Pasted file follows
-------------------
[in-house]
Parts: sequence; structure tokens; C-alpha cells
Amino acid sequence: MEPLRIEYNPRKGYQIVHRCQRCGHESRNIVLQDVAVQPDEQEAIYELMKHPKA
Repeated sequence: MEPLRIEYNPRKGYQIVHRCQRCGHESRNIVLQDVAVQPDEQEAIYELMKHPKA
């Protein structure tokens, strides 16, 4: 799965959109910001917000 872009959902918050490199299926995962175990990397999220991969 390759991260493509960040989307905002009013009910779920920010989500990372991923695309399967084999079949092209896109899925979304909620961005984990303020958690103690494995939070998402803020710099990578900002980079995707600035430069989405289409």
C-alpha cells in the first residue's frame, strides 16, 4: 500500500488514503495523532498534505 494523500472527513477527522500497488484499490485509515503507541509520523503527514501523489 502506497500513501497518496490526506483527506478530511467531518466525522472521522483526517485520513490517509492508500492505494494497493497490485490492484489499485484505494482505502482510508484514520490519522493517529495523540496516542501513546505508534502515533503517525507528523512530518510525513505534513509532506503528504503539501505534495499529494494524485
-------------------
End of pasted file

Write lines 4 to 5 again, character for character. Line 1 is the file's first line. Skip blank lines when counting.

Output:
Repeated sequence: MEPLRIEYNPRKGYQIVHRCQRCGHESRNIVLQDVAVQPDEQEAIYELMKHPKA
């Protein structure tokens, strides 16, 4: 799965959109910001917000 872009959902918050490199299926995962175990990397999220991969 390759991260493509960040989307905002009013009910779920920010989500990372991923695309399967084999079949092209896109899925979304909620961005984990303020958690103690494995939070998402803020710099990578900002980079995707600035430069989405289409």